The F1 FAQ

By Marcel Schot, Netherlands
Atlas F1 Magazine Writer

"This is Michael Schumacher's 7th season with Ferrari. I would like to know, how many races did Ferrari win in the last 10 years prior to 1996? The reason I ask is to find out just how much was done to bring Ferrari to being so dominant again. Thanks, Hans"

In the period 1986-1995, Ferrari won 14 races. Alain Prost and Gerhard Berger both won five races, Nigel Mansell won three and Jean Alesi one. Of these victories, only two came after 1990 - Berger at Hockenheim in 1994, and Alesi's emotional victory in Canada in 1995, which ironically came after leader Michael Schumacher suffered a gearbox problem.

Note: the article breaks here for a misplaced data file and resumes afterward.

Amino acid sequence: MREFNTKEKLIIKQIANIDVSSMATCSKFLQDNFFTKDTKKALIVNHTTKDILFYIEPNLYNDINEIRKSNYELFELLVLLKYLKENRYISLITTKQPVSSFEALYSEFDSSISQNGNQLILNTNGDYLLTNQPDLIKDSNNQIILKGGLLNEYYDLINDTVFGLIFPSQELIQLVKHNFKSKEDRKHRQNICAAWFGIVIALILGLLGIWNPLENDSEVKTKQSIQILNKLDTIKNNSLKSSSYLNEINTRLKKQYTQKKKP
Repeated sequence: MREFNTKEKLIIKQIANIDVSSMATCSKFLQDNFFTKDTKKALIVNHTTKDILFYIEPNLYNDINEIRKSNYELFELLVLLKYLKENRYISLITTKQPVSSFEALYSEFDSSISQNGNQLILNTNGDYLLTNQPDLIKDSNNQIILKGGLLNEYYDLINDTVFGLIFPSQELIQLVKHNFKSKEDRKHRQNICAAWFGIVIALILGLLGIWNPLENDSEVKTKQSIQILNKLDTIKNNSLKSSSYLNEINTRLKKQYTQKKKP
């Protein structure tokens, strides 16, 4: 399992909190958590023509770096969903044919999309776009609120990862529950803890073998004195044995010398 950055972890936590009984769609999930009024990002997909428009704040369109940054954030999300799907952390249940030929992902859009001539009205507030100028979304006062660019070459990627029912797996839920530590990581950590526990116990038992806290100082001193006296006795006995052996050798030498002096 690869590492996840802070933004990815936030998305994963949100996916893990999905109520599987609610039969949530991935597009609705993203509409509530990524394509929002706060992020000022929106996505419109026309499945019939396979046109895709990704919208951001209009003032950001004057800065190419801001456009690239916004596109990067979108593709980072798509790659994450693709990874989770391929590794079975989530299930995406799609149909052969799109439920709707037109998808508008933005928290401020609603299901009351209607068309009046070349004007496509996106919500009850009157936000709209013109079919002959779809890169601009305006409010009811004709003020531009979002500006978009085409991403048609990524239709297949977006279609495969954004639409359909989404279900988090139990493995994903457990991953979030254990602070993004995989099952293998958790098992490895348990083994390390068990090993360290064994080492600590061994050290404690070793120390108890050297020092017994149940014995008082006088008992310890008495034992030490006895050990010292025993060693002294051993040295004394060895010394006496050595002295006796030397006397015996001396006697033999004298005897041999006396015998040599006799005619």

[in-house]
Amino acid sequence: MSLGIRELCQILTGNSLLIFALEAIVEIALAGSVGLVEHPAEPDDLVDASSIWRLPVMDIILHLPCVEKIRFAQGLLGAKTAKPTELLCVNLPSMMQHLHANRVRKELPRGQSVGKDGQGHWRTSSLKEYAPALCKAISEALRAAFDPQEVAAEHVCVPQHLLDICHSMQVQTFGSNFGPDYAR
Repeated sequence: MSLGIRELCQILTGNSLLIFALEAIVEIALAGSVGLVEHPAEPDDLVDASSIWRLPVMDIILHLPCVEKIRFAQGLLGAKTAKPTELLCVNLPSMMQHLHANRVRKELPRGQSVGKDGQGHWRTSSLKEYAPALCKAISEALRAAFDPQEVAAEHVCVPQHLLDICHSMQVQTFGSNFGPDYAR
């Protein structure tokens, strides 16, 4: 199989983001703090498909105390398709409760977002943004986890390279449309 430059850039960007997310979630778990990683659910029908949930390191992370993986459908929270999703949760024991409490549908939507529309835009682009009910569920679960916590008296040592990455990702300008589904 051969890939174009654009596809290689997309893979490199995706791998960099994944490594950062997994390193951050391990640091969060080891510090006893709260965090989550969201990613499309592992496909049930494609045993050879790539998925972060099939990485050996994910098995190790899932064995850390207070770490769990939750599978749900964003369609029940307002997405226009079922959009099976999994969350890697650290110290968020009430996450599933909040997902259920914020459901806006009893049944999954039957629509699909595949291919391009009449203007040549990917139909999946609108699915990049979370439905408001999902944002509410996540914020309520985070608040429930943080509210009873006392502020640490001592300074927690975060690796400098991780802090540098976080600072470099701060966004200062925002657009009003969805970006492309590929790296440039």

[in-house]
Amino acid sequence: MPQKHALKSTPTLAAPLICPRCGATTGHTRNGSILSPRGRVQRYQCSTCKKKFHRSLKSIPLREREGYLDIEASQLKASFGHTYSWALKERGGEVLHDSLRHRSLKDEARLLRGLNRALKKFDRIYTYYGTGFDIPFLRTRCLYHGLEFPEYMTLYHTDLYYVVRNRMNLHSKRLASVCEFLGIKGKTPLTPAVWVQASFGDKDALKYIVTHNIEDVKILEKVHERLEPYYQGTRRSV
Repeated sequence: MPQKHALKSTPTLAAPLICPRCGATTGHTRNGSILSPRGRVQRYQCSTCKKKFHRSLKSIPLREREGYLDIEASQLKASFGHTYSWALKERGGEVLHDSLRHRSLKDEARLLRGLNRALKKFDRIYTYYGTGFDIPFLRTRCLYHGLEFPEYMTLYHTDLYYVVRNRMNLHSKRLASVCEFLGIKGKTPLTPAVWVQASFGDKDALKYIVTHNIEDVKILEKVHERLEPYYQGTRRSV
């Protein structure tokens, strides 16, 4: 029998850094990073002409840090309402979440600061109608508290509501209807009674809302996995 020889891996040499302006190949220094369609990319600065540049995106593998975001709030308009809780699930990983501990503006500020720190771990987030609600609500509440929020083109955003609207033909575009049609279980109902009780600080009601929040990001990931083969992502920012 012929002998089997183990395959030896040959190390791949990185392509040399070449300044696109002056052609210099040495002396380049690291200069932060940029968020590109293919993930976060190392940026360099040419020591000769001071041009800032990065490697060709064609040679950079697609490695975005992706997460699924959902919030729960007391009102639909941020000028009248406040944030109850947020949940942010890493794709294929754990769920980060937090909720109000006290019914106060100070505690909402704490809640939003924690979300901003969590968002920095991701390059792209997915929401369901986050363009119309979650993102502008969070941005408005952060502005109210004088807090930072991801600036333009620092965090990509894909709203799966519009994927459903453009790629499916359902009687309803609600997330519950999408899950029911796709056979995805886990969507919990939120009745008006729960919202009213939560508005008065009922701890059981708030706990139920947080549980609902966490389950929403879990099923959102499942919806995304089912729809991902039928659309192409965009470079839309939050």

"Which driver who finished in last place won the race? Oscar"

There would be only two ways to achieve this. Either only one car finished the race or there's a shared drive involved. In the old days it was allowed that whenever a driver had retired, a teammate could pit and let the retired driver continue the race. Scored points would then be split between the drivers. The 1951 French Grand Prix in Reims was one of the times this occurred. Juan Manuel Fangio ran into problems with the magneto, which dropped him far back. Just before half distance he switched cars with Luigi Fagioli, who had been running in the top four. As Alberto Ascari took over Froilan Gonzalez's car, this left Fangio's teammate Giuseppe Farina with a large lead.